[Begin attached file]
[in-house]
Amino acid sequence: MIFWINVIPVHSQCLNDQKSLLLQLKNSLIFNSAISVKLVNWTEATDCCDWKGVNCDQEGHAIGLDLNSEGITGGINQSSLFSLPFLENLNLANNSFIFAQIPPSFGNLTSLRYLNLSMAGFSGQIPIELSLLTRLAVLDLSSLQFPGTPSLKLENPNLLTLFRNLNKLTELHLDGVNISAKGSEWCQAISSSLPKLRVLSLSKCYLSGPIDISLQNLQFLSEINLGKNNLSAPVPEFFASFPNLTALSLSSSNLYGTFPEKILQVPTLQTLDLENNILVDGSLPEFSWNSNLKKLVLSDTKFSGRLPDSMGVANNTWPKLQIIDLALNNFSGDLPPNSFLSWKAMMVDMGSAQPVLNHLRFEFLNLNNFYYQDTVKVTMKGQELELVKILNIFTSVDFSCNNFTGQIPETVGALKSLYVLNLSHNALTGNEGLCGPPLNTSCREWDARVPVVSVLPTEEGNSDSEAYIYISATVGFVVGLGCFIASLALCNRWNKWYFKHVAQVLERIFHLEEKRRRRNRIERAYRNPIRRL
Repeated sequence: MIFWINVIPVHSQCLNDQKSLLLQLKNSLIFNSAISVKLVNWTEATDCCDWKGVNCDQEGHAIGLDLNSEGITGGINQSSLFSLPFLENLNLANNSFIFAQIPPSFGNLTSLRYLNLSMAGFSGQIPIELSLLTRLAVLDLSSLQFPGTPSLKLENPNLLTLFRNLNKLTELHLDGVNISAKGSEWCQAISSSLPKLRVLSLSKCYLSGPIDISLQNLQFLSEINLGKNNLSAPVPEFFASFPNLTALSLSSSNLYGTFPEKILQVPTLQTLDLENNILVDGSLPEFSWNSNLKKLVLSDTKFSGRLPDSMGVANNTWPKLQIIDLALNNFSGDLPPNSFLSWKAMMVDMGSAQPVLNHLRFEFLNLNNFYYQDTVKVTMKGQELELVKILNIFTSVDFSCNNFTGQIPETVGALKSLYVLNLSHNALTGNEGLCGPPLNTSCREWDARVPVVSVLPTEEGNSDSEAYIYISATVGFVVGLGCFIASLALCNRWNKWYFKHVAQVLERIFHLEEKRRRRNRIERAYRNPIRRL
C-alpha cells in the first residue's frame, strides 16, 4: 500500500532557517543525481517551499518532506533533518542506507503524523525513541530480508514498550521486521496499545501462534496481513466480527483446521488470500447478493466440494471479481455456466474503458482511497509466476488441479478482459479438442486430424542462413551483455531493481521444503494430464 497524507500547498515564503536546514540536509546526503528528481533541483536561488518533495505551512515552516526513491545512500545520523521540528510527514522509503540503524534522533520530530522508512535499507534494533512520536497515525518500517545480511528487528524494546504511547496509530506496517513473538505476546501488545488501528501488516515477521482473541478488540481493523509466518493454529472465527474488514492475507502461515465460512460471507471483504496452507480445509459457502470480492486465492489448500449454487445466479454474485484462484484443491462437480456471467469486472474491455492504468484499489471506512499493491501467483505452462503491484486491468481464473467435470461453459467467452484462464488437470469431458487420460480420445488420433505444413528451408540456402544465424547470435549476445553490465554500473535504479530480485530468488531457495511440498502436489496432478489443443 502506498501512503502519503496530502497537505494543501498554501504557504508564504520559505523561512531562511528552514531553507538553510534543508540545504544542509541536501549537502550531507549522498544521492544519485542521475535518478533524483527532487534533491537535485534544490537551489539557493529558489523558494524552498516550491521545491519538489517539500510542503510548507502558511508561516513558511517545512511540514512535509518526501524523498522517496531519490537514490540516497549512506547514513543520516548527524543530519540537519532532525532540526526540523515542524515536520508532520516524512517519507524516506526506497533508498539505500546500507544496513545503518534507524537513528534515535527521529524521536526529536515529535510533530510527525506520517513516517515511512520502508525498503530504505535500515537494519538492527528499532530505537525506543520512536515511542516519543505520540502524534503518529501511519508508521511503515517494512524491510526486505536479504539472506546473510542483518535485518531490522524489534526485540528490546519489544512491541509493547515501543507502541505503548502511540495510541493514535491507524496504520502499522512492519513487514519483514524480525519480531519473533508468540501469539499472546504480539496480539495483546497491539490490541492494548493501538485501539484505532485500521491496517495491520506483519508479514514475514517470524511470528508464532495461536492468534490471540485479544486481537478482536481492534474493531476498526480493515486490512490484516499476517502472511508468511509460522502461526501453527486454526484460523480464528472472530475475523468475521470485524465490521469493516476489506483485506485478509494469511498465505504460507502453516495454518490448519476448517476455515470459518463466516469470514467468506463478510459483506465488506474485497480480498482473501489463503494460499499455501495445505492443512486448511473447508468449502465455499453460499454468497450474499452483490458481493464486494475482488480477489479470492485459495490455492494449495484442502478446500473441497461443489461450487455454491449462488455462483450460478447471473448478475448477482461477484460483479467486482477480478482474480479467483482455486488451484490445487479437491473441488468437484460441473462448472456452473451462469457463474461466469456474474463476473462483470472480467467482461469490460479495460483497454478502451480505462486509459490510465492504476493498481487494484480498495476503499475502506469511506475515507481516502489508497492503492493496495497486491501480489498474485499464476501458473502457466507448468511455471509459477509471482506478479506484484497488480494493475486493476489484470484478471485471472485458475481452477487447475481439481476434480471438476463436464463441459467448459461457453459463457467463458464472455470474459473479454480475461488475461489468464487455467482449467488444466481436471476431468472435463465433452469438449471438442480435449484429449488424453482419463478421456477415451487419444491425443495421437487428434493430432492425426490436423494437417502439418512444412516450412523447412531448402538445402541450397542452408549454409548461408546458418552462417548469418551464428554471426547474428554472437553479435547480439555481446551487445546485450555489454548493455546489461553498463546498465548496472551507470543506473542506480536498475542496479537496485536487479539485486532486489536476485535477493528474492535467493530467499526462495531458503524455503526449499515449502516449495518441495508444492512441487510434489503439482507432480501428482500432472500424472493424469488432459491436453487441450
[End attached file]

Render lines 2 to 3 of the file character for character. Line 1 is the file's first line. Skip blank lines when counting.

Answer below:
Amino acid sequence: MIFWINVIPVHSQCLNDQKSLLLQLKNSLIFNSAISVKLVNWTEATDCCDWKGVNCDQEGHAIGLDLNSEGITGGINQSSLFSLPFLENLNLANNSFIFAQIPPSFGNLTSLRYLNLSMAGFSGQIPIELSLLTRLAVLDLSSLQFPGTPSLKLENPNLLTLFRNLNKLTELHLDGVNISAKGSEWCQAISSSLPKLRVLSLSKCYLSGPIDISLQNLQFLSEINLGKNNLSAPVPEFFASFPNLTALSLSSSNLYGTFPEKILQVPTLQTLDLENNILVDGSLPEFSWNSNLKKLVLSDTKFSGRLPDSMGVANNTWPKLQIIDLALNNFSGDLPPNSFLSWKAMMVDMGSAQPVLNHLRFEFLNLNNFYYQDTVKVTMKGQELELVKILNIFTSVDFSCNNFTGQIPETVGALKSLYVLNLSHNALTGNEGLCGPPLNTSCREWDARVPVVSVLPTEEGNSDSEAYIYISATVGFVVGLGCFIASLALCNRWNKWYFKHVAQVLERIFHLEEKRRRRNRIERAYRNPIRRL
Repeated sequence: MIFWINVIPVHSQCLNDQKSLLLQLKNSLIFNSAISVKLVNWTEATDCCDWKGVNCDQEGHAIGLDLNSEGITGGINQSSLFSLPFLENLNLANNSFIFAQIPPSFGNLTSLRYLNLSMAGFSGQIPIELSLLTRLAVLDLSSLQFPGTPSLKLENPNLLTLFRNLNKLTELHLDGVNISAKGSEWCQAISSSLPKLRVLSLSKCYLSGPIDISLQNLQFLSEINLGKNNLSAPVPEFFASFPNLTALSLSSSNLYGTFPEKILQVPTLQTLDLENNILVDGSLPEFSWNSNLKKLVLSDTKFSGRLPDSMGVANNTWPKLQIIDLALNNFSGDLPPNSFLSWKAMMVDMGSAQPVLNHLRFEFLNLNNFYYQDTVKVTMKGQELELVKILNIFTSVDFSCNNFTGQIPETVGALKSLYVLNLSHNALTGNEGLCGPPLNTSCREWDARVPVVSVLPTEEGNSDSEAYIYISATVGFVVGLGCFIASLALCNRWNKWYFKHVAQVLERIFHLEEKRRRRNRIERAYRNPIRRL